Sheltering in a converted shipping container, İsmet Kaplan waits to hear if he's eligible for one of hundreds of thousands of homes President Recep Tayyip Erdoğan promised would replace those ruined by modern Turkey's deadliest earthquake in February.
Days after the quake and with a national election looming, Erdoğan made bold promises. While survivors were still emerging from rubble, he said half the disaster zone would be rebuilt within a year - a total of 319,000 homes.
Eight months on, more than a dozen officials, builders and engineers told Reuters that rising construction costs and economic uncertainty have deterred companies from bidding for government reconstruction contracts, making that deadline look hard to reach, especially in the worst-hit areas.
With work underway on a fraction of the planned new buildings in the devastated city of Adıyaman, Kaplan fears a long wait together with his disabled wife and other survivors. They are exposed to summer and winter temperatures in the lines of containers set up as temporary housing after the Feb. 6 disaster.
"I believe it will take years to move," said Kaplan, whose apartment block collapsed in the quake. His daughter, daughter-in-law and four grandchildren died under falling buildings.
By the government's own account, 40,000 homes will be ready by the end of November, leaving three months to finish nearly 280,000 more by February.
One senior government official with direct knowledge of the reconstruction plan said the target could be missed, citing insufficient fresh funding to hold new tenders amid rising costs. Another official also cited budget constraints and said new measures were needed to speed things up.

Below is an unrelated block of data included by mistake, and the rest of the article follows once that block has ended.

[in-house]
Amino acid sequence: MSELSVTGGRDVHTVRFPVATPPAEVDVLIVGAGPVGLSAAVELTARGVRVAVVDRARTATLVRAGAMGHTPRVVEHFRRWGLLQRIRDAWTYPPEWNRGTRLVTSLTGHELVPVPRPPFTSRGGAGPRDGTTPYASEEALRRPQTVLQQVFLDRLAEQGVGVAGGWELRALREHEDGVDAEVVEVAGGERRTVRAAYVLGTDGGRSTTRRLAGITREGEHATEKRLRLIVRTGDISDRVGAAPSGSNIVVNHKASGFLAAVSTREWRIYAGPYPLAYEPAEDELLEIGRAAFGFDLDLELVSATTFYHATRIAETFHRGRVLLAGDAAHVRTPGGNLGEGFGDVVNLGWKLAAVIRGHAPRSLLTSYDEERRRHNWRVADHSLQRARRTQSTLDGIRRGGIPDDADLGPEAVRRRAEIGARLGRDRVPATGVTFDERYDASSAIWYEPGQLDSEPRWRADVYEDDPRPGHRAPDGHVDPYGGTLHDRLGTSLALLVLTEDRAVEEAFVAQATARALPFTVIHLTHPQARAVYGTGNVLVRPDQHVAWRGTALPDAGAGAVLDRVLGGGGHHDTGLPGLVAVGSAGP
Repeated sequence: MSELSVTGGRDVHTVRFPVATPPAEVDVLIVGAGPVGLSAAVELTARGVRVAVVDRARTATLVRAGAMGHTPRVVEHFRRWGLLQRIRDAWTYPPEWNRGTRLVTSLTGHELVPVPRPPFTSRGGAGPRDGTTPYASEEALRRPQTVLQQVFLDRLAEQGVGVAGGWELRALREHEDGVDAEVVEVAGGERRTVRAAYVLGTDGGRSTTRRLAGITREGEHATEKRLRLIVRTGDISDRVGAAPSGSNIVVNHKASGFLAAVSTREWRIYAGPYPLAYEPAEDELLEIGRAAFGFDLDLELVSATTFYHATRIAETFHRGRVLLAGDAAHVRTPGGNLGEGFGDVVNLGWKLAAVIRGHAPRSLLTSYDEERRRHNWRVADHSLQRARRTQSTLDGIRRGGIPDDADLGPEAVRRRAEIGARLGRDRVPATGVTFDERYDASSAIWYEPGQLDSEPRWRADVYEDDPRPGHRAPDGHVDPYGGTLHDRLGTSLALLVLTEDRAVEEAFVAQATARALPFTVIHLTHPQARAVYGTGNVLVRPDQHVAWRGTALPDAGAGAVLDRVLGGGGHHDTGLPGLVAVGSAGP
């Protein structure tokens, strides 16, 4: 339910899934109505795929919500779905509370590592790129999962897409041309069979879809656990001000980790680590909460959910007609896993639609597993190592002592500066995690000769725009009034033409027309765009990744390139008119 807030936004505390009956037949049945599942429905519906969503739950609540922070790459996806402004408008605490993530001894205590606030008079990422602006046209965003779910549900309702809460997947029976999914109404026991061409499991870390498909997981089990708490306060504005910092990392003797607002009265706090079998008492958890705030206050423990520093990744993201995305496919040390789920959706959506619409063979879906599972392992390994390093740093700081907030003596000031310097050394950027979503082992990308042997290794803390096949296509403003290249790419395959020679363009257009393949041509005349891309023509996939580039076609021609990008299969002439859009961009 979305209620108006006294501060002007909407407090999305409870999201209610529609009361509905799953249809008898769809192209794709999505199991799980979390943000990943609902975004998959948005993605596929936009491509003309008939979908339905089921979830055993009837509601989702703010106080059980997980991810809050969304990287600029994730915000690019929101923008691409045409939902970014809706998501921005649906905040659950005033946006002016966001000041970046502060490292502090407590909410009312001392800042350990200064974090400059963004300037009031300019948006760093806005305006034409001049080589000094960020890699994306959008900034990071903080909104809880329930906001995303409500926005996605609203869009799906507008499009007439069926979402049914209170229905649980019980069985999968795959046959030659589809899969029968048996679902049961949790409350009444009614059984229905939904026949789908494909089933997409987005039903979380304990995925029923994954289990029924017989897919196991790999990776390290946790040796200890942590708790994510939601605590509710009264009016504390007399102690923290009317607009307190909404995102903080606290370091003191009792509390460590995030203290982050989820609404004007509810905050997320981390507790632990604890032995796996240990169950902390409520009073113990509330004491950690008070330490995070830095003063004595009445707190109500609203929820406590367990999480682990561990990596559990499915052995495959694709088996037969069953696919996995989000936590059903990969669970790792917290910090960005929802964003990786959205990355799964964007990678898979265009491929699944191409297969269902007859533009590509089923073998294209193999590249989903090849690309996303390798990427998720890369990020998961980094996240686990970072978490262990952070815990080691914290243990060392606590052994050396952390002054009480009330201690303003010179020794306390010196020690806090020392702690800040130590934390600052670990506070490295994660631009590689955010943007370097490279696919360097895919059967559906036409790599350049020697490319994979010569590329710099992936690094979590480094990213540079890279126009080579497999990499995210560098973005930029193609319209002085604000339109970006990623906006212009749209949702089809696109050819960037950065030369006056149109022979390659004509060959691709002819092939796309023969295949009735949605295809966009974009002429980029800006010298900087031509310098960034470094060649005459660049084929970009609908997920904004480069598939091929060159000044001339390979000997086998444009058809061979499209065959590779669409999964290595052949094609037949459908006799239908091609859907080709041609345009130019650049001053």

They both said the effort had taken a blow when fewer companies bid for the reconstruction tenders after a post-election economic policy U-turn in June sent the currency plunging.
The officials requested anonymity to speak freely.
Container homes which were sent from Qatar for earthquake survivors are seen at a container camp before its opening ceremony in Hatay, Turkey March 11, 2023.
In response to questions from Reuters, Erdoğan's office said construction was on schedule and in line with announced targets, saying work had started on 200,000 homes and "those completed will be delivered stage by stage in October, November and December."
"The disaster zone is the government's priority," it said, denying a slowdown in tenders, without providing numbers.
As of Aug. 6, construction was underway on 123,000 homes, according to a Reuters review of the most recent public ministry data, covering the six months from the earthquake.
The ministry data also showed construction had only started on 7% of almost 65,000 homes the government promised would be completed in Adıyaman province within two years of the quake.